The conventional therapy of GCG is enucleation or resection. This approach, however, is often associated with recurrences rates that range from 19% to 49% (10). Aggressive curettage and en bloc resection may decrease this ratio but, in case of large lesions, it also results in large tissue defects. Loss of teeth and/or germs in young patients are often unavoidable consequences. Therefore, non-surgical treatment options are recommended. Nonsurgical methods, such as radiotherapy, daily systemic doses and nasal calcitonin spray, intra-lesional injections with corticosteroids, subcutaneous interferon alpha and bisphosphonates were used (11). The use of radiotherapy has been previously reported but has also been frowned upon because of its the significant potential for side effects. This treatment has been suggested to possibly initiate malign transformation (13, 14). Bisphosphonate could be used for GCG and fibrous dysplasia treatments in children. Bisphosphonates inhibit the formation of osteoclasts from immature precursor cells and induce the apoptosis of mature osteoclasts (15). Interferon alpha is generally used for the treatment of vascular lesions treatment but it could be also employed for treatment of agressive GCG successfully (16). Subcutaneous injection of interferon alpha could be used for metastatic and locally agresive lesions with non-resectable margins as well as palliative treatment in GCG (17). Harris (18) was first to report the use of calcitonin (administered subcutaneously or as a nasal spray) to treat central giant cell tumors of the jaws. This author stated that the use of calcitonin was based on the hypothesis that giant cells of the GCG lesion were osteoclasts and therefore would be immobilized by calcitonin. Allon et al. (19) used nasal spray calcitonin 200 u twice daily for 2 to 5 years in children and young adults successfully and no adverse effect or recurrence have been reported. However, in a randomized controlled trial (20), calcitonin nasal spray was found unsuccessful. Pogrel et al. (21) have used calcitonin in the treatment of Brown tumors and suggested that randomized control clinical trials should be conducted to determine the efficacy of calcitonin nasal spray. Flanagan et al. (22) reported that the multinucleated cells in giant cell granuloma are mainly osteoclasts. Corticosteroids inhibit osteoclasts in bone marrow cultures by promoting apoptosis which leads to decrease in bone resorption. Jacoway et al. (23) were first to report the use of corticosteroid injection to treat central giant cell tumors of the jaws and they proposed this treatment modality as an alternative to surgery. Kermer et al. (24) reported the use of corticosteroid injection to treat central giant cell tumors. Terry and Jacoway (12) reported their findings after 6 months of corticosteroid injection. Osteoclasts participates to the extracellular production of lysosomal proteases and bone resorption. According to Carlos and Sedano (25) intra-lesional corticosteroid injection inhibits bone resorption via two different pathways: inhibition of the extracellular production of lysosomal proteases (which mediate osteoclastic bone resorption) and steroidal apoptotic action on the osteoclast-like cells (MNGCs). Kurtz et al. (26), have injected a mixture that consists of equal amount of triamcinolone acetonide (10 mg/ mL) and a local anesthetic (bupivacaine 0.5% with epinephrine 1:200,000). The suggested dosage is 2 mL per 2 cm of radiolucency and the injections should be administered in multiple locations once a week, for at least 6 weeks. In other studies concerning the use of corticosteroid injections, authors suggested that 6 month to 3 years of treatment period is required for giant cell granuloma (11). Presence of calcified tissue has been reported. after 2 years of treatment (12).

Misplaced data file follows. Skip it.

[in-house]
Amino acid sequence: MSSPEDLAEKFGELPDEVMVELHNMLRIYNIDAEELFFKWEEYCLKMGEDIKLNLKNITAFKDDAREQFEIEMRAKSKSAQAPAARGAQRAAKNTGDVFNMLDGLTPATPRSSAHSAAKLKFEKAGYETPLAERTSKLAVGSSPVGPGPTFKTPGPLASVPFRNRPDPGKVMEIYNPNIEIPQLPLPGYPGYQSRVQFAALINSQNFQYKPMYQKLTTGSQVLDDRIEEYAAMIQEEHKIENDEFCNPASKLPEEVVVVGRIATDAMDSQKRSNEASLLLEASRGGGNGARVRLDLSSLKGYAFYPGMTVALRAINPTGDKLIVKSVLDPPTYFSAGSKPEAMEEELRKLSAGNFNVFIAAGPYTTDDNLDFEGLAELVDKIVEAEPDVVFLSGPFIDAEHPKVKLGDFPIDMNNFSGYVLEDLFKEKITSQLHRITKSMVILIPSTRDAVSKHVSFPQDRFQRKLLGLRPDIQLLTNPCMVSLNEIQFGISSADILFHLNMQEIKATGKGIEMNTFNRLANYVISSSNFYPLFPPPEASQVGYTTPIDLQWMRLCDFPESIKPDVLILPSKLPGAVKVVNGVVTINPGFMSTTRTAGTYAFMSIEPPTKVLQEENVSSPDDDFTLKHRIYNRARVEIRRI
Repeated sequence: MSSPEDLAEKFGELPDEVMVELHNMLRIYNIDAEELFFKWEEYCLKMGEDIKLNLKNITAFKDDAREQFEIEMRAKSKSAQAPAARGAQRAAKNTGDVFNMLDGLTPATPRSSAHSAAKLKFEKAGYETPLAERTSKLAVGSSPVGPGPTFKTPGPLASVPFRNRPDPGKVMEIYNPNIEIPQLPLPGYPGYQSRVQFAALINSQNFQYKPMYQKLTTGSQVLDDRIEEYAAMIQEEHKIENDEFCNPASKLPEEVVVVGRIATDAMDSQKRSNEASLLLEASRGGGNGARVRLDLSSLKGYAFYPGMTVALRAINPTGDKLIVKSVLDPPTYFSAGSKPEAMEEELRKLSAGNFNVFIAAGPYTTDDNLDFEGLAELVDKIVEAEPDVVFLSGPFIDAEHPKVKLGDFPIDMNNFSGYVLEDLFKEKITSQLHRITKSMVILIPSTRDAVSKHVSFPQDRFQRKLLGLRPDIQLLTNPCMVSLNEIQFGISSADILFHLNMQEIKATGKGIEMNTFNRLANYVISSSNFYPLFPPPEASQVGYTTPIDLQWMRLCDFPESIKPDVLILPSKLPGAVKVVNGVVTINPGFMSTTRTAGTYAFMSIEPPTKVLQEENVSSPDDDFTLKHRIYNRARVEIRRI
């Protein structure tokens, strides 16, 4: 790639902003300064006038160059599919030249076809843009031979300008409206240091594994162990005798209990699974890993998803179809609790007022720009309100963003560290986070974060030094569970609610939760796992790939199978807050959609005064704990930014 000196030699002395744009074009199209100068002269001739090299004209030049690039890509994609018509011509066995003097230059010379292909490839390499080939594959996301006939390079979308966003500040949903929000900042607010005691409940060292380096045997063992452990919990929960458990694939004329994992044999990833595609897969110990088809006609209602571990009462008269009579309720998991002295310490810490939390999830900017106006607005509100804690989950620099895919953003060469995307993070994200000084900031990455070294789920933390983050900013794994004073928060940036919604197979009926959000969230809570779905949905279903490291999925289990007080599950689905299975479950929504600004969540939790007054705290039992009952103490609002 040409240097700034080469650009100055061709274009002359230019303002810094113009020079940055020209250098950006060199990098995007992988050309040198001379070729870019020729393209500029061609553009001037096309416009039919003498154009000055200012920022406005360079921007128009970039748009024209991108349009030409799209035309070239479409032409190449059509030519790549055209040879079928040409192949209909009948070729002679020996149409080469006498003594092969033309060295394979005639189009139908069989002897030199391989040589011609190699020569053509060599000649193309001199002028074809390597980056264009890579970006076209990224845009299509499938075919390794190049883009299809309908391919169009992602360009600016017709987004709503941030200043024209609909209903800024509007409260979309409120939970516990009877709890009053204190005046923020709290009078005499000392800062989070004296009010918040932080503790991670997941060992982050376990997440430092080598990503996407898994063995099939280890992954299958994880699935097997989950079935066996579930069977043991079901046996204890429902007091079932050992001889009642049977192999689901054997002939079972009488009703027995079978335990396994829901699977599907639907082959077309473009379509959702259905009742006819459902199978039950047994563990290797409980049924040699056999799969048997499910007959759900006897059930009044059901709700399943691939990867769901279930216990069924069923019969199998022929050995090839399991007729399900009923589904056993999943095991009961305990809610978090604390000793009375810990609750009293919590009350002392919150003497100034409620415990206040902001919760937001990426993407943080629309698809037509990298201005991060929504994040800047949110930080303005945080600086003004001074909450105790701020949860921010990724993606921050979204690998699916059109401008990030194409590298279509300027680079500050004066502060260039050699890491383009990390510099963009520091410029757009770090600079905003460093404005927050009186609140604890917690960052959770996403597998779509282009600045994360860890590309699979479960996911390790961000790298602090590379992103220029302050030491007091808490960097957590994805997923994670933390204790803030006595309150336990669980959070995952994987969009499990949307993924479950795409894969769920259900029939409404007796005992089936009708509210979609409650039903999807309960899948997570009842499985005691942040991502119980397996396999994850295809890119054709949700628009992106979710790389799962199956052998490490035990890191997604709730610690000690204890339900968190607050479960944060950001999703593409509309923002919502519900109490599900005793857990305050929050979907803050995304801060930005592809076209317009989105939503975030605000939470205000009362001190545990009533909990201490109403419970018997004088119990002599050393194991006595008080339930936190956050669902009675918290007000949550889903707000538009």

Our protocol was similar to those of Terry and Jacoway (12), Kermer et al. (24), and Rajeevan et al. (27) who had suggested weekly injections for 6 weeks duration for the treatment of giant cell granuloma. At the end of 6 weeks, the lesion in our case was found to disappear, at least, in the intra-oral examination. At 4 month follow-up CT, the area previously occupied by the lesion was observed to be filled with mineralized tissue. Moreover, there were no signs of recurrence at 1 year follow-up. Suppression of adrenal hormone production occurs when sufficient amount of corticosteroid is administered daily; however, our patient received weekly low dose of steroid theraphy that did not alter adrenal gland functions. Our patient did not experience any side effects related to the steroid treatment. Before the treatment, biopsy must be obtained to establish the diagnosis. Blood levels of parathyroid hormone, calcium, and phosphorus should be determined to rule out hyperparathyroidism (28).